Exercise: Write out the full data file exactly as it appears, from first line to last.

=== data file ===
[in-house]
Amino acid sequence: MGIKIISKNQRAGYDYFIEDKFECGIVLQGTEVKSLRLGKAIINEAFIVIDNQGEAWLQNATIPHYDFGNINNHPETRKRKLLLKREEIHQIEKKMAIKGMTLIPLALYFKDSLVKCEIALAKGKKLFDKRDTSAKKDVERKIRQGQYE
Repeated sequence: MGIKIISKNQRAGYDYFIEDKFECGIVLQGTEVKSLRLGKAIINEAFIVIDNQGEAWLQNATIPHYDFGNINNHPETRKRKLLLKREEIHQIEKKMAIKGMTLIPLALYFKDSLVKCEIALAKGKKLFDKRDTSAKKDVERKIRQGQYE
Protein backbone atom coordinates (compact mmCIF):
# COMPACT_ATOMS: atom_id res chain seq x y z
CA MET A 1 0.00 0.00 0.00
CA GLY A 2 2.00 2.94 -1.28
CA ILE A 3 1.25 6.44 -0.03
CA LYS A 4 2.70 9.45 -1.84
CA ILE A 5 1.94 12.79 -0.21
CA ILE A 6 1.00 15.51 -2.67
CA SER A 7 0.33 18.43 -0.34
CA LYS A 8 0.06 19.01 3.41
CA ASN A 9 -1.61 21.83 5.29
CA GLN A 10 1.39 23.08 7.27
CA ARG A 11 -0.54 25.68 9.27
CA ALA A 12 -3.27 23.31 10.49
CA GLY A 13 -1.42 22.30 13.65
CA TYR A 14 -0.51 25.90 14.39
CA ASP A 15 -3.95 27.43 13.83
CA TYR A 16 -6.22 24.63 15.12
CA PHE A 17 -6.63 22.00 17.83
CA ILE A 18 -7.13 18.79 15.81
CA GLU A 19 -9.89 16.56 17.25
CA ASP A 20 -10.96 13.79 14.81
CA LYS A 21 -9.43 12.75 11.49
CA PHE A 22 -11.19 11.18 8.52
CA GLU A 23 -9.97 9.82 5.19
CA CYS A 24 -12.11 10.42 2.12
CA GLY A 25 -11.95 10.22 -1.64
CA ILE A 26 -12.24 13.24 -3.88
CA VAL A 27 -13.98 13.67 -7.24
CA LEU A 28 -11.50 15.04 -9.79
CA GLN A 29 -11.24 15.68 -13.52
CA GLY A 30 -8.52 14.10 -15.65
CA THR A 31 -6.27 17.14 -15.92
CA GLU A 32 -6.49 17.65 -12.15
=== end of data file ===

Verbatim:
[in-house]
Amino acid sequence: MGIKIISKNQRAGYDYFIEDKFECGIVLQGTEVKSLRLGKAIINEAFIVIDNQGEAWLQNATIPHYDFGNINNHPETRKRKLLLKREEIHQIEKKMAIKGMTLIPLALYFKDSLVKCEIALAKGKKLFDKRDTSAKKDVERKIRQGQYE
Repeated sequence: MGIKIISKNQRAGYDYFIEDKFECGIVLQGTEVKSLRLGKAIINEAFIVIDNQGEAWLQNATIPHYDFGNINNHPETRKRKLLLKREEIHQIEKKMAIKGMTLIPLALYFKDSLVKCEIALAKGKKLFDKRDTSAKKDVERKIRQGQYE
Protein backbone atom coordinates (compact mmCIF):
# COMPACT_ATOMS: atom_id res chain seq x y z
CA MET A 1 0.00 0.00 0.00
CA GLY A 2 2.00 2.94 -1.28
CA ILE A 3 1.25 6.44 -0.03
CA LYS A 4 2.70 9.45 -1.84
CA ILE A 5 1.94 12.79 -0.21
CA ILE A 6 1.00 15.51 -2.67
CA SER A 7 0.33 18.43 -0.34
CA LYS A 8 0.06 19.01 3.41
CA ASN A 9 -1.61 21.83 5.29
CA GLN A 10 1.39 23.08 7.27
CA ARG A 11 -0.54 25.68 9.27
CA ALA A 12 -3.27 23.31 10.49
CA GLY A 13 -1.42 22.30 13.65
CA TYR A 14 -0.51 25.90 14.39
CA ASP A 15 -3.95 27.43 13.83
CA TYR A 16 -6.22 24.63 15.12
CA PHE A 17 -6.63 22.00 17.83
CA ILE A 18 -7.13 18.79 15.81
CA GLU A 19 -9.89 16.56 17.25
CA ASP A 20 -10.96 13.79 14.81
CA LYS A 21 -9.43 12.75 11.49
CA PHE A 22 -11.19 11.18 8.52
CA GLU A 23 -9.97 9.82 5.19
CA CYS A 24 -12.11 10.42 2.12
CA GLY A 25 -11.95 10.22 -1.64
CA ILE A 26 -12.24 13.24 -3.88
CA VAL A 27 -13.98 13.67 -7.24
CA LEU A 28 -11.50 15.04 -9.79
CA GLN A 29 -11.24 15.68 -13.52
CA GLY A 30 -8.52 14.10 -15.65
CA THR A 31 -6.27 17.14 -15.92
CA GLU A 32 -6.49 17.65 -12.15